Gertrude Stein once said of her hometown, Oakland, California, where she was raised after having been born in Pittsburgh, that “there is no there there.” This is often taken as a knock on Oakland—a city that is not really a city, that has no center, that lacks an identifiable sense of place. This is how I felt about Los Angeles when I was teenager growing up there.
Looking out into the smog from a vantage point in the Hollywood Hills, I’d ask no one in particular, “Where is the damn city?” Los Angeles, to me, was an infinite sprawl of one-story structures stretching off into the desert and the scrub brush and the impossibly dry hills.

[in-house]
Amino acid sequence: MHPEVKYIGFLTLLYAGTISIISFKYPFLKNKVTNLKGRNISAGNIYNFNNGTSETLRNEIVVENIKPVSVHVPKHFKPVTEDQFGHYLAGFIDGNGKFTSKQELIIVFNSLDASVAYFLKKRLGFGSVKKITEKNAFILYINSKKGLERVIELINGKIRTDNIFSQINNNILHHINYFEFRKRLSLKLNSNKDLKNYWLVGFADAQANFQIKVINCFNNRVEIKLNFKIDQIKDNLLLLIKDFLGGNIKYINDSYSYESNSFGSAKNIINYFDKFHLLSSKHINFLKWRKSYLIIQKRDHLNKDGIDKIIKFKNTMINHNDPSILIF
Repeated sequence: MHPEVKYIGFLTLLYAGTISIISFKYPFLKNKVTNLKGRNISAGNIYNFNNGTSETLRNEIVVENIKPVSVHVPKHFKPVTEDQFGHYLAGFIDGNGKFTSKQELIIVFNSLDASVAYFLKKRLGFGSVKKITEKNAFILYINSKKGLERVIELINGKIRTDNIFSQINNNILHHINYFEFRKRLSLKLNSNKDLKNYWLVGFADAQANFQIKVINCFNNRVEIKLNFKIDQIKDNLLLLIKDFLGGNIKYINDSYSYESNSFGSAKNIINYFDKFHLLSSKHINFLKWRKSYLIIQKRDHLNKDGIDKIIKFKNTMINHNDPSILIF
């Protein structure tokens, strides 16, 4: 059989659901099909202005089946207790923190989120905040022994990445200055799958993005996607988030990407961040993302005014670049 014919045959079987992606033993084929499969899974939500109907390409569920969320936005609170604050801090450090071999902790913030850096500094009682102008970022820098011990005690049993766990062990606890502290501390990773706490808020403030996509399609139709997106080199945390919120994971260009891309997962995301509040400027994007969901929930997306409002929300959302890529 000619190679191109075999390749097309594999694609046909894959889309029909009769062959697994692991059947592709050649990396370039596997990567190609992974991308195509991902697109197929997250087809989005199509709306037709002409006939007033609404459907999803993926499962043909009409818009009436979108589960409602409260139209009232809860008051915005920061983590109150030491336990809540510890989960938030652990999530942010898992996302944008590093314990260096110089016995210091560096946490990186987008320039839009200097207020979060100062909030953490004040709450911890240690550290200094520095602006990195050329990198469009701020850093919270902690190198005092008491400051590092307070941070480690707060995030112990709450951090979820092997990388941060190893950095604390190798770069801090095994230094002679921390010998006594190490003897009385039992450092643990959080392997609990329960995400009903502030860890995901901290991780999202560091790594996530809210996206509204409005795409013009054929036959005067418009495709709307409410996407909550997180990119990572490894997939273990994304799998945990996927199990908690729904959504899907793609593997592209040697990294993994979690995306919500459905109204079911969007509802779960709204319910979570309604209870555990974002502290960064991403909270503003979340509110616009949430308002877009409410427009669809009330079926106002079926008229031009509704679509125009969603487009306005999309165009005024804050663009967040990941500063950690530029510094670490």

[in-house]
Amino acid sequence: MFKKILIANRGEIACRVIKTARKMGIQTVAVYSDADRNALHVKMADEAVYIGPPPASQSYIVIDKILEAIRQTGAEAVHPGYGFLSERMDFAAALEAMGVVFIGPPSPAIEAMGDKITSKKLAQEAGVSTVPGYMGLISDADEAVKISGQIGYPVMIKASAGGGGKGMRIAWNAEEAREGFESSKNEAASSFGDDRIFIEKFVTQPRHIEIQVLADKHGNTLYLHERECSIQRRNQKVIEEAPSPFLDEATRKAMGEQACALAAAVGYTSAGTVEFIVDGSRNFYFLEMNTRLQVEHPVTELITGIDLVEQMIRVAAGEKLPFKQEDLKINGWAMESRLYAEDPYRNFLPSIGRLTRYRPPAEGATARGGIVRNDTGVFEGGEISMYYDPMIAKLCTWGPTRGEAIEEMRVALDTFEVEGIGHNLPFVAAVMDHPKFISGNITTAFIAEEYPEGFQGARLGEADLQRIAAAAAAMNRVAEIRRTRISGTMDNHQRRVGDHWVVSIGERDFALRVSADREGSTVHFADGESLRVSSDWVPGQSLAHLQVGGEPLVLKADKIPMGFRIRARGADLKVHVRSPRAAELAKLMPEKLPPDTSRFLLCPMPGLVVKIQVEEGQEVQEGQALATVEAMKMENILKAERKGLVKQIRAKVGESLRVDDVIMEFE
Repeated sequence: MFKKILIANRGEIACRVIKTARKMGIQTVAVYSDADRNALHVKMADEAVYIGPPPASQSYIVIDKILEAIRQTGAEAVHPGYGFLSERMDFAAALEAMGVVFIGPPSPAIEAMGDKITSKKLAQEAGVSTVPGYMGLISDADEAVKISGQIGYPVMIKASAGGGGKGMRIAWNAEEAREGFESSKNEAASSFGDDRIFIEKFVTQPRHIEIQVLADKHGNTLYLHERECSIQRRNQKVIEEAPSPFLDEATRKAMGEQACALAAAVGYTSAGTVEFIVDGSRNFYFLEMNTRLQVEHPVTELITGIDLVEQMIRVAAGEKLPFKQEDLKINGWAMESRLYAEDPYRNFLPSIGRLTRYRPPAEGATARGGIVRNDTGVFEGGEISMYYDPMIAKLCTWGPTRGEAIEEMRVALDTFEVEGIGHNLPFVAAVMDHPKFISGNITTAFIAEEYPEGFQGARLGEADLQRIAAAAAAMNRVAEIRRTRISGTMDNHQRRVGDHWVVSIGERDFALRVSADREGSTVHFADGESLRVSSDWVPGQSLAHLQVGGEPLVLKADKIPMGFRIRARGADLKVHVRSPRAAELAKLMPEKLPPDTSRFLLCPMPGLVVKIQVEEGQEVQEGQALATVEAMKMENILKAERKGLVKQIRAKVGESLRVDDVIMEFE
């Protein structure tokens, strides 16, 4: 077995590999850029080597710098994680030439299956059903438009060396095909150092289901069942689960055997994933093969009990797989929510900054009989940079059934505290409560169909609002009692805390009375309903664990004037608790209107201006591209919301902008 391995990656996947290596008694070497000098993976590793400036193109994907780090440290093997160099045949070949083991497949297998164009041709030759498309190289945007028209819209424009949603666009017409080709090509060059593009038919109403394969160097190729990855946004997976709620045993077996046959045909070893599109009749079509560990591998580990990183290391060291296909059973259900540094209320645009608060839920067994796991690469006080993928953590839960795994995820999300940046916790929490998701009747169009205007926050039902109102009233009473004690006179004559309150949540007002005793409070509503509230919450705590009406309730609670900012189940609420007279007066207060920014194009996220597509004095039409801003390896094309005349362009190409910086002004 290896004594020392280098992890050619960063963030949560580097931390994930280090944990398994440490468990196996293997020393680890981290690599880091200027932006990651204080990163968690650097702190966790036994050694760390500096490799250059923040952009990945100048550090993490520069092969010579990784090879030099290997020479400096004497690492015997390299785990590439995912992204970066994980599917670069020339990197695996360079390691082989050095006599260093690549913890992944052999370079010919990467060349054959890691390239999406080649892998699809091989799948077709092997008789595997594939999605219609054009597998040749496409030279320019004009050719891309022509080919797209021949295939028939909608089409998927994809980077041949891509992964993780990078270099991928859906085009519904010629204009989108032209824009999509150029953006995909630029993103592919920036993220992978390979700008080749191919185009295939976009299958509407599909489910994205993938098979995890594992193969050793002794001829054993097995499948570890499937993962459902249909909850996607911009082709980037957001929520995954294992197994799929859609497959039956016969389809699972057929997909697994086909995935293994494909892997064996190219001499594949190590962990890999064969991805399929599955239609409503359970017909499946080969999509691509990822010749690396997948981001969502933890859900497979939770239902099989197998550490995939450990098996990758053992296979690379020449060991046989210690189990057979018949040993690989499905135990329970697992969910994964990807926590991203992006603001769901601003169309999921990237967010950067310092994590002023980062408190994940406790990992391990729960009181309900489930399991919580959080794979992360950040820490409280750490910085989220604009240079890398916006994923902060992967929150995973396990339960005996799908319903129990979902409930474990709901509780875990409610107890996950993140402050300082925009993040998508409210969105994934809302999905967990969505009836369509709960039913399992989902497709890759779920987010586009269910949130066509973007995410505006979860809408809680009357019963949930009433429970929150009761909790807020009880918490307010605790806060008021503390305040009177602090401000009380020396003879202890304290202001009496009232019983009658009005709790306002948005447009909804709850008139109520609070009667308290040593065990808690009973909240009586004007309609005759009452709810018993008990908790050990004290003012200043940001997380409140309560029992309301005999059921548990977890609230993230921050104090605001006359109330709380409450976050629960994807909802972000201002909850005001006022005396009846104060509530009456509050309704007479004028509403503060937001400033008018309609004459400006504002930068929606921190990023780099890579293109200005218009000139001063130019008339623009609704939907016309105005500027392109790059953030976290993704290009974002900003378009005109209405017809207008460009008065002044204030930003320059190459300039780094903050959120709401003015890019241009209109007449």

I moved to New York City as a young man partly to find a place that had a “there.” The density of Manhattan seemed the very antithesis of Californian spatio-temporal malaise. When you walked down the streets of Manhattan, I thought, you’d know you were unmistakably somewhere. [Read more…]